On arriving in Bristol 22 years ago I did some sessional work at Brook and for the Sexual Health Service. The work was and probably still is not well remunerated but it was rewarding, slower pace than GP and consolidated my contraceptive skills.

12 years ago I did the Clinical Supervisor training to become an F2 supervisor and realised that this would meet the training requirements for the FRT. FRT training has changed since that time. I then had a sabbatical from my partnership and pursued the practical training at what is now Unity.”


Do you need any supervision and if so, how did you arrange this?

“Yes. You are supported by the local Training Programme Director and an experienced FRT buddy.

In Bristol the TPD is Dr. Cindy Farmer.

It is best to contact Fay Webb – Executive Assistant To The Triumvirate (TRI) Team, Unity Sexual Health Centre at [email protected].”


What qualifications did you need to undertake this role?

This is from the FSRH website:

“You must hold the following:

    • A current NMC or GMC registration with a licence to practice.
    • You hold a DFSRH, MFSRH or FFSRH.
    • Your membership is current and you are up to date with recertification.

As well as confirming:

    • You have at least 12 months current experience in SRH.

You must hold relevant qualification or accreditation in medical education. We accept any of the following:

    • Postgraduate course in Medical Education for Sexual and Reproductive Healthcare (University of Keele or Worcester) within the last 5 years. (NO plans for this course to run currently) 
    • Current GMC approved GP Trainer
    • Current GMC Recognised Trainer
    • Successful completion within the last 5 years of a university accredited postgraduate course in medical/clinical/healthcare teaching or education, with a minimum of 15 credits at Levels 6 or 7.
    • Successful completion of Academy of Medical Educators (AoME) accredited courses (within the last 5 years). We do not accept all AoME accredited courses and therefore may request additional information to support your application.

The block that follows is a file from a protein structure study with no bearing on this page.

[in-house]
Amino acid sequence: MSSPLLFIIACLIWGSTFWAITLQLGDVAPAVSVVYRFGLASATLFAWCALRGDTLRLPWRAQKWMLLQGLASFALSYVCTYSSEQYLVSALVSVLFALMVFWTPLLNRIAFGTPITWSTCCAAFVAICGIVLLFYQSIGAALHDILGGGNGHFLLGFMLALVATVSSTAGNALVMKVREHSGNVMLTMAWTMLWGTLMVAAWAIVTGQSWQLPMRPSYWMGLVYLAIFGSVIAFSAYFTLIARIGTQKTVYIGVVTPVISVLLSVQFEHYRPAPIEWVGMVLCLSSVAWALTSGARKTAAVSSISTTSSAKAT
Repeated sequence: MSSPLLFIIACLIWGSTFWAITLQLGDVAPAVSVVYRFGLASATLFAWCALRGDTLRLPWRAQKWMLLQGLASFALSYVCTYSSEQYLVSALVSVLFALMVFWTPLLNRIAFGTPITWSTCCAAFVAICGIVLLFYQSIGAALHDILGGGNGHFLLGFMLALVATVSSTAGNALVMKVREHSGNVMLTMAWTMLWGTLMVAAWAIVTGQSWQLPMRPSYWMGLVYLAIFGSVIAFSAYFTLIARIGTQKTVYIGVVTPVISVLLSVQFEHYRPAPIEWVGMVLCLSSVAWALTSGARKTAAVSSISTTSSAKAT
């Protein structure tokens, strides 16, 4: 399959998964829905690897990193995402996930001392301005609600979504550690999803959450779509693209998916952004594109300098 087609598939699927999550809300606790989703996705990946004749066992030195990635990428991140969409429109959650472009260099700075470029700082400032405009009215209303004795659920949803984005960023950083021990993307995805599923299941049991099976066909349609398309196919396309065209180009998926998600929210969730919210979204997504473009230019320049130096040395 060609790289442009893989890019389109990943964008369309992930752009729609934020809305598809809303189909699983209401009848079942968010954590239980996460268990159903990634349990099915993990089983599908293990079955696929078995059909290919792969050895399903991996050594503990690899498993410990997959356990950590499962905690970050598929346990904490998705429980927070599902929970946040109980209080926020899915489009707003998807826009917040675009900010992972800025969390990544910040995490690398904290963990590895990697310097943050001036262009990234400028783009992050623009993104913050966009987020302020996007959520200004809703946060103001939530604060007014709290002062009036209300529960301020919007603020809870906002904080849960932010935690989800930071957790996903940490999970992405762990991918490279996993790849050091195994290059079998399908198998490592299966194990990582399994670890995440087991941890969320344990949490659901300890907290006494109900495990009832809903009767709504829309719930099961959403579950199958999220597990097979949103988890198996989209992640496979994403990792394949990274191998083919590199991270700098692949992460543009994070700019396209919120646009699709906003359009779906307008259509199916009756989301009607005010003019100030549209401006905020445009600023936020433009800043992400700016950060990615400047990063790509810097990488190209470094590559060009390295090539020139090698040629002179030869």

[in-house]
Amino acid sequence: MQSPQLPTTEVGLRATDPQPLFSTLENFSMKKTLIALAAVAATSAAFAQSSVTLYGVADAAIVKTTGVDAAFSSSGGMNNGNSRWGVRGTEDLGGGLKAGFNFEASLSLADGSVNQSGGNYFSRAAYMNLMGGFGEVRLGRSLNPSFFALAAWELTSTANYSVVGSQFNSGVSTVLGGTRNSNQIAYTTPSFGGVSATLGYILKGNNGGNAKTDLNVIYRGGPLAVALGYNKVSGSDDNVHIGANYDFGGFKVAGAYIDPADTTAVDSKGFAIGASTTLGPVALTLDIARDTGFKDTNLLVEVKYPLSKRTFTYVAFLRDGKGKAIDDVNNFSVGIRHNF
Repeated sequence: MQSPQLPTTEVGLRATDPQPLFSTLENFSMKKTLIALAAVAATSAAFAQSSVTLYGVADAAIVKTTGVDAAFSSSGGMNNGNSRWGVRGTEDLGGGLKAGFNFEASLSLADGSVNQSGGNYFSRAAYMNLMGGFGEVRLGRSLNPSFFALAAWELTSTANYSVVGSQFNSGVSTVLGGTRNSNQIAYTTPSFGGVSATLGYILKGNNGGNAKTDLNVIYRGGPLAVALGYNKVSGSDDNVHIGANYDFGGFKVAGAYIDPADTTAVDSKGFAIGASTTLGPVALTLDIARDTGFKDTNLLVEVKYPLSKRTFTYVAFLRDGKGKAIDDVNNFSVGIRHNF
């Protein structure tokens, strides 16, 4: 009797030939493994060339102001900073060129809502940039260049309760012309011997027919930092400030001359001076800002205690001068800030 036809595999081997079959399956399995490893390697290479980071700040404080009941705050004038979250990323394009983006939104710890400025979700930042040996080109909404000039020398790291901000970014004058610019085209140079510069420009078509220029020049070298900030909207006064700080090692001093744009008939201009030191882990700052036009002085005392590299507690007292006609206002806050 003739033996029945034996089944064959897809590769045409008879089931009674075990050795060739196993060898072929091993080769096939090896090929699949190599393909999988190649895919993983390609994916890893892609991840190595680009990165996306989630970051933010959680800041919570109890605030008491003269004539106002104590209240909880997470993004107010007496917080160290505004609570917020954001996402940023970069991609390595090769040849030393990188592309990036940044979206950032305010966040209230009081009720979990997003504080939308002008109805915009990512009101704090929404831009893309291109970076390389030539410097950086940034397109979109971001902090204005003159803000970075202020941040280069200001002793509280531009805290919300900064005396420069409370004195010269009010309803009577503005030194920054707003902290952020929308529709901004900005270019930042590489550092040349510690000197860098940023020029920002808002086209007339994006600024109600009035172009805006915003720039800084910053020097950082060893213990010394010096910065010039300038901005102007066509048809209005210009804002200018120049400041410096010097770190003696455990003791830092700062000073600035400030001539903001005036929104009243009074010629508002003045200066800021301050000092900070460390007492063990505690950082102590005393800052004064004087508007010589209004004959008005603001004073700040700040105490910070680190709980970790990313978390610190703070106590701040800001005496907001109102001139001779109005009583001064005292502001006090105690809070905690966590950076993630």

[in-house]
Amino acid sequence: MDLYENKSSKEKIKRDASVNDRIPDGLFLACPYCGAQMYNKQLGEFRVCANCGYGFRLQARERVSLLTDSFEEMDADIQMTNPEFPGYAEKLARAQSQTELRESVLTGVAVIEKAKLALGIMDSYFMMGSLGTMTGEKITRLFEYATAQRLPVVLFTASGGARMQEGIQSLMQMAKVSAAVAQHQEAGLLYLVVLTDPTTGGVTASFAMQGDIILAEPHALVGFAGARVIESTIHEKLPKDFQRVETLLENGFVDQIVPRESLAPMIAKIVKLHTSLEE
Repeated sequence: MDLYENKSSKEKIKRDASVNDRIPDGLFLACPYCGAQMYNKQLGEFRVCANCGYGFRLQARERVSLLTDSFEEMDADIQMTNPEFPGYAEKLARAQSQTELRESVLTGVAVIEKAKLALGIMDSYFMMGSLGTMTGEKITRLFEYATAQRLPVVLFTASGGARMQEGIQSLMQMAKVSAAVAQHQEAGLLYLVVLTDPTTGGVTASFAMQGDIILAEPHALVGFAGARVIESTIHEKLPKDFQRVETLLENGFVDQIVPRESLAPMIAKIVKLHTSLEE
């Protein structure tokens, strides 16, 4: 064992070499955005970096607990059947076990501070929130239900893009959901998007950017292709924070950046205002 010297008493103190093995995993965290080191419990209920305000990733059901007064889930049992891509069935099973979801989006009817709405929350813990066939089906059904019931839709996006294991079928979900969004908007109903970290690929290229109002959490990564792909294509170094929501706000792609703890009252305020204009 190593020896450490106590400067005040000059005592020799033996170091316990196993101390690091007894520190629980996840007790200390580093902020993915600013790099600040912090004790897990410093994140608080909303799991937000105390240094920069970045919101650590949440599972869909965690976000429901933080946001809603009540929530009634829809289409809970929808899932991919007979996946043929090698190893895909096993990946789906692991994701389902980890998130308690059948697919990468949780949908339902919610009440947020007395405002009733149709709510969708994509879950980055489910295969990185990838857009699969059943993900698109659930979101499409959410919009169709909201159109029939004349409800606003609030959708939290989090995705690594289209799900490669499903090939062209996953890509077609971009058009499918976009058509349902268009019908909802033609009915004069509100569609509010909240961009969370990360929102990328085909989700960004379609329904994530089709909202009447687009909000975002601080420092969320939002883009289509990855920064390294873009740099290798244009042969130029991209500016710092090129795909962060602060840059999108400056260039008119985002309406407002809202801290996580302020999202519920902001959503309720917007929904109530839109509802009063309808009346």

• Current Member or Fellow of the AoME. (Associate and Student membership not applicable.)
    • Successful completion of a Advance Higher Education (Advance HE) (formerly known as the Higher Education Academy (HEA)) accredited course (within the last 5 years). We may request additional information to support your application.
    • Current Fellow, Senior Fellow or Principal Fellow of the HEA.

FRT applicants have recently submitted the courses below as a way to meeting the medical/clinical/healthcare education requirements to become an FRT. Please note that we are NOT recommending these courses as all applicants’ needs are different. We are just providing them as examples of courses that have met our requirements, but you will need to check the content yourself carefully if you decide to take them as institutions change modules, level, and credit value from time to time.

  • AoME Accredited Educational and Clinical Supervisor course from Miad Healthcare. On completion of this course, you will need to attach with your FRT application form certificates showing that you have successfully completed the two webinars, two e-learning modules, a copy of your assessed reflection report, and a copy of the assessor’s feedback that all form part of this course.